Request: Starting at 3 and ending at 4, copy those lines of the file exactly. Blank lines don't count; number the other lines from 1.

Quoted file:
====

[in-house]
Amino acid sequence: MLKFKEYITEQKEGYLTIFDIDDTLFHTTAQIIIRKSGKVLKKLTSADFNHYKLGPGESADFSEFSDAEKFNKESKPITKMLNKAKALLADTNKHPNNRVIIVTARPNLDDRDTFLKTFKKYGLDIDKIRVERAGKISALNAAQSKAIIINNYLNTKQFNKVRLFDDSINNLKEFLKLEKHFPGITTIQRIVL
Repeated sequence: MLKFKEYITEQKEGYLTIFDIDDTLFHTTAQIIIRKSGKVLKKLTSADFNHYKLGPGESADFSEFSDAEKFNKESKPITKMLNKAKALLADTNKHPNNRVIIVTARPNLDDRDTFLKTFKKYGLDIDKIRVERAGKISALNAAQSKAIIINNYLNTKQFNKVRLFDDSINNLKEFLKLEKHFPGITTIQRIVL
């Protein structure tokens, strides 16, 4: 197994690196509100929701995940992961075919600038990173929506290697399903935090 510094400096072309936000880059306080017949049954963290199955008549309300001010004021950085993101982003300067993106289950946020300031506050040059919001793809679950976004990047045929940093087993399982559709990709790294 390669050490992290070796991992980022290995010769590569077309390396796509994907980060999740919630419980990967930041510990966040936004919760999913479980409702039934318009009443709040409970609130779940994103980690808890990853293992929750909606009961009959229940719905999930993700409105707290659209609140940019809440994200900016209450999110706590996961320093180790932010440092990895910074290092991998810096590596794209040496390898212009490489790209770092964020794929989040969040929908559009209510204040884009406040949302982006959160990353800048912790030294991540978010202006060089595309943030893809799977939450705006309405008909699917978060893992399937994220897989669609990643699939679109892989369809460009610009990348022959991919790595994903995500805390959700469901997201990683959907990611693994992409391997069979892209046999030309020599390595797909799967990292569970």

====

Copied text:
Repeated sequence: MLKFKEYITEQKEGYLTIFDIDDTLFHTTAQIIIRKSGKVLKKLTSADFNHYKLGPGESADFSEFSDAEKFNKESKPITKMLNKAKALLADTNKHPNNRVIIVTARPNLDDRDTFLKTFKKYGLDIDKIRVERAGKISALNAAQSKAIIINNYLNTKQFNKVRLFDDSINNLKEFLKLEKHFPGITTIQRIVL
């Protein structure tokens, strides 16, 4: 197994690196509100929701995940992961075919600038990173929506290697399903935090 510094400096072309936000880059306080017949049954963290199955008549309300001010004021950085993101982003300067993106289950946020300031506050040059919001793809679950976004990047045929940093087993399982559709990709790294 390669050490992290070796991992980022290995010769590569077309390396796509994907980060999740919630419980990967930041510990966040936004919760999913479980409702039934318009009443709040409970609130779940994103980690808890990853293992929750909606009961009959229940719905999930993700409105707290659209609140940019809440994200900016209450999110706590996961320093180790932010440092990895910074290092991998810096590596794209040496390898212009490489790209770092964020794929989040969040929908559009209510204040884009406040949302982006959160990353800048912790030294991540978010202006060089595309943030893809799977939450705006309405008909699917978060893992399937994220897989669609990643699939679109892989369809460009610009990348022959991919790595994903995500805390959700469901997201990683959907990611693994992409391997069979892209046999030309020599390595797909799967990292569970």